|Behind me is Mount Starr King|
My adored Yosemite Climbing Guide, Nate Kerr, was always suggesting adventurous climbs for me. He had early on realized that my rock climbing ambition did not apply to climbing more technically-difficult routes but rather to getting to out-of-the-way, wild places, where hardly anyone ever comes. Thus, he carried me on a glorious day to Mount Starr King, frightened me out of my wits on three or four pitches on the rarely-climbed Arrowhead Spire, and told me stories about Bear Creek Spire, Mount Russell, and the Matterhorn.
|The dreaded Arrowhead Spire|
Of all his stories, I fell in love with the Matterhorn. I studied the map, tracing my finger over Matterhorn Canyon, the Sawtooth Range, the excitingly-named Incredible Hulk, and a scattering of lakes and creeks which drew from my imagination the unstoppable desire of going there. After checking with the Mountaineering School in Yosemite, however, Nate came back with bad news. The Matterhorn was located in Toiyabe National Forest, outside the boundaries of Yosemite, and he couldn’t take me there.
The Matterhorn remained a dream, a place I wanted to visit. I read and reread the description of the route in Chris McNamara’s High Sierra Climbing. It seemed perfect, and I am quoting from the book: “It is not the best climbing in the Sierra, but appeals because it is not too difficult, and ascends a striking arete on a big and aesthetic peak. It’s one of the easier climbs that gives a complete alpine experience: a glacier, a striking summit, incredible views.” Trip reports on the web and their photos only strengthened in me the desire one day to climb this fabulous peak.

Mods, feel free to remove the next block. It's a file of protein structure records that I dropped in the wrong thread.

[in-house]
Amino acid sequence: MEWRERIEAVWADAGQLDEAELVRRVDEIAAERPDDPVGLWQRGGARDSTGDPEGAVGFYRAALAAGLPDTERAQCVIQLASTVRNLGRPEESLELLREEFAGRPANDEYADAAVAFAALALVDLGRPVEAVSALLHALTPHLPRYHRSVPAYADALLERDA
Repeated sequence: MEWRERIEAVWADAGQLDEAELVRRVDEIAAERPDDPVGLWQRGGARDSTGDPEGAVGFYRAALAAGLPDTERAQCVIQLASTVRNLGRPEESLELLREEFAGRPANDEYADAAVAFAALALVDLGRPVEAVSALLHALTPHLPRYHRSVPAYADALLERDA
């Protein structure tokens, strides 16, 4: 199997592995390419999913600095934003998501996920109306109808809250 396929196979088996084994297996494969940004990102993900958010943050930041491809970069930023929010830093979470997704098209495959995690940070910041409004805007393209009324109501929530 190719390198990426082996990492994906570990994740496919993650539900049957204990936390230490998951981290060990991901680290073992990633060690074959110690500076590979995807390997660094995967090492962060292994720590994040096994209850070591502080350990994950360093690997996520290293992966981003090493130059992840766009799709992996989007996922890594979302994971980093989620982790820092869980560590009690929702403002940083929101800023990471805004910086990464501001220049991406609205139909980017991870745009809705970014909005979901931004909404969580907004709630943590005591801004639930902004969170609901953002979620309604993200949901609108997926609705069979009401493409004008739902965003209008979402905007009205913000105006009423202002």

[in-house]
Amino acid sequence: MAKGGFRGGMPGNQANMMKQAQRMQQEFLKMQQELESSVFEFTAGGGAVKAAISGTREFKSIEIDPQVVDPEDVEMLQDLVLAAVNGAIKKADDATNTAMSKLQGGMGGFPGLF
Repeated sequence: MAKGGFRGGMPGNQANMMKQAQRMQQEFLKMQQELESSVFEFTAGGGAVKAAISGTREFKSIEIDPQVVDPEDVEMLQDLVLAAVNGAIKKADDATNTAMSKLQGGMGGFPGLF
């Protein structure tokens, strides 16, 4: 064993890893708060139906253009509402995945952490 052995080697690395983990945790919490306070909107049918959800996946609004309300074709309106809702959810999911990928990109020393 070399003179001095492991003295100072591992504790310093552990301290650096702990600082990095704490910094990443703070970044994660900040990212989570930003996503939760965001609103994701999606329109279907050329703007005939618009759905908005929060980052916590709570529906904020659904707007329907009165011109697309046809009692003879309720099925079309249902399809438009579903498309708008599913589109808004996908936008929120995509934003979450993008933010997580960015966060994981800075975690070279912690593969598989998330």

|The Matterhorn serenely waiting for unsuspecting climbers|
Fortunately for me, Nate is not the only rock climbing guide I know. A few years ago, crying at the bottom of Mount Rainier instead of the summit (as I did the year after), I told Cliff Agocs, representative of Bay Area Wilderness Training, that I will not be climbing Mount Rainier with the Climbing for Kids group. I felt I was not ready to handle the climb at that time. Though I did not climb the mountain that year, my involvement with BAWT remained stable, and my friendship with Cliff slowly grew.
Some time later Cliff left BAWT and began to guide climbers on Mount Hood, another mountain I had wanted to climb ever since I first saw it. We reconnected and began to talk about where we want to go, and when I mentioned my dream of climbing the Matterhorn, Cliff enthusiastically announced that he had also always wanted to climb it and can take me there. Dates and plans were swiftly put in place. The stage was set for the most unbelievable adventure of my life, and I didn’t even know it yet.
To be continued…..